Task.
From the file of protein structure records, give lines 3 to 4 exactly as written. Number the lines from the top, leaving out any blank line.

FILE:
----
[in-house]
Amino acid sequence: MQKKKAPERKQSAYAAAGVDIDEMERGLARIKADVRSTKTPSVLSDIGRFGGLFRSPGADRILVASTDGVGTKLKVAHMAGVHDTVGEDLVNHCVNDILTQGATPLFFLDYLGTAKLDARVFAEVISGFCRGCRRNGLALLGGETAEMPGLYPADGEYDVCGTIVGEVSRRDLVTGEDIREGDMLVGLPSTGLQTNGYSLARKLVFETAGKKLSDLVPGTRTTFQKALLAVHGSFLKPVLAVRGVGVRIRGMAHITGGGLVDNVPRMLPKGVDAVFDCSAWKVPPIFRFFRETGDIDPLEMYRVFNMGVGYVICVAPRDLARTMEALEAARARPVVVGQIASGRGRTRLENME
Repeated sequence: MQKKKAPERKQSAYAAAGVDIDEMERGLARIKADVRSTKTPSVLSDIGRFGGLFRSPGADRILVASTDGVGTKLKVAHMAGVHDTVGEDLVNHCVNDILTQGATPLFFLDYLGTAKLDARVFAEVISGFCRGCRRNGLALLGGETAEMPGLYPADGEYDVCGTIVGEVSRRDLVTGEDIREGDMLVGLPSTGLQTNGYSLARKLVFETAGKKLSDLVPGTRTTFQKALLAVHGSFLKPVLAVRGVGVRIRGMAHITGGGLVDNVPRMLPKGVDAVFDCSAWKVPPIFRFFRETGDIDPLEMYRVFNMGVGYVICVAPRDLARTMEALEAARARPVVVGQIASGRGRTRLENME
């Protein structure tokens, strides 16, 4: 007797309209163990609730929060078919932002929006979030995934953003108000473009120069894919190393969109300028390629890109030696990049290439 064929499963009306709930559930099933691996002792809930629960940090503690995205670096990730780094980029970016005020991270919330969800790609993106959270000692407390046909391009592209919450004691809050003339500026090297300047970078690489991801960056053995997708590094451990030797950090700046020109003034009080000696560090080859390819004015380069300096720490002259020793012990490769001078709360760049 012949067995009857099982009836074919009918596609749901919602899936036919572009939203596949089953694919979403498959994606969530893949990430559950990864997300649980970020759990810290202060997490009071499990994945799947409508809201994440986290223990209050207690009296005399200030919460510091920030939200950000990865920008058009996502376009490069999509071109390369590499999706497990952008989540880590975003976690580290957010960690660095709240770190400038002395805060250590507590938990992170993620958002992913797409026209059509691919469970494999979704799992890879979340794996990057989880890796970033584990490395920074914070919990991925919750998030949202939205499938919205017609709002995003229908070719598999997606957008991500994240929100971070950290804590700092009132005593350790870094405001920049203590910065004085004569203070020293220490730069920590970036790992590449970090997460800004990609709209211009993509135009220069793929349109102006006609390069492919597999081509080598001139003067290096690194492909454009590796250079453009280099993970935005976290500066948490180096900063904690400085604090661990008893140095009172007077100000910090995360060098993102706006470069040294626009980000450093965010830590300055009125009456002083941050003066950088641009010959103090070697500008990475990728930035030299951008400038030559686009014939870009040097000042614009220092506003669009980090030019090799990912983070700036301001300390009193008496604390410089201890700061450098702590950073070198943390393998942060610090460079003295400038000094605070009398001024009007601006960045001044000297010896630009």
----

Repeated sequence: MQKKKAPERKQSAYAAAGVDIDEMERGLARIKADVRSTKTPSVLSDIGRFGGLFRSPGADRILVASTDGVGTKLKVAHMAGVHDTVGEDLVNHCVNDILTQGATPLFFLDYLGTAKLDARVFAEVISGFCRGCRRNGLALLGGETAEMPGLYPADGEYDVCGTIVGEVSRRDLVTGEDIREGDMLVGLPSTGLQTNGYSLARKLVFETAGKKLSDLVPGTRTTFQKALLAVHGSFLKPVLAVRGVGVRIRGMAHITGGGLVDNVPRMLPKGVDAVFDCSAWKVPPIFRFFRETGDIDPLEMYRVFNMGVGYVICVAPRDLARTMEALEAARARPVVVGQIASGRGRTRLENME
């Protein structure tokens, strides 16, 4: 007797309209163990609730929060078919932002929006979030995934953003108000473009120069894919190393969109300028390629890109030696990049290439 064929499963009306709930559930099933691996002792809930629960940090503690995205670096990730780094980029970016005020991270919330969800790609993106959270000692407390046909391009592209919450004691809050003339500026090297300047970078690489991801960056053995997708590094451990030797950090700046020109003034009080000696560090080859390819004015380069300096720490002259020793012990490769001078709360760049 012949067995009857099982009836074919009918596609749901919602899936036919572009939203596949089953694919979403498959994606969530893949990430559950990864997300649980970020759990810290202060997490009071499990994945799947409508809201994440986290223990209050207690009296005399200030919460510091920030939200950000990865920008058009996502376009490069999509071109390369590499999706497990952008989540880590975003976690580290957010960690660095709240770190400038002395805060250590507590938990992170993620958002992913797409026209059509691919469970494999979704799992890879979340794996990057989880890796970033584990490395920074914070919990991925919750998030949202939205499938919205017609709002995003229908070719598999997606957008991500994240929100971070950290804590700092009132005593350790870094405001920049203590910065004085004569203070020293220490730069920590970036790992590449970090997460800004990609709209211009993509135009220069793929349109102006006609390069492919597999081509080598001139003067290096690194492909454009590796250079453009280099993970935005976290500066948490180096900063904690400085604090661990008893140095009172007077100000910090995360060098993102706006470069040294626009980000450093965010830590300055009125009456002083941050003066950088641009010959103090070697500008990475990728930035030299951008400038030559686009014939870009040097000042614009220092506003669009980090030019090799990912983070700036301001300390009193008496604390410089201890700061450098702590950073070198943390393998942060610090460079003295400038000094605070009398001024009007601006960045001044000297010896630009």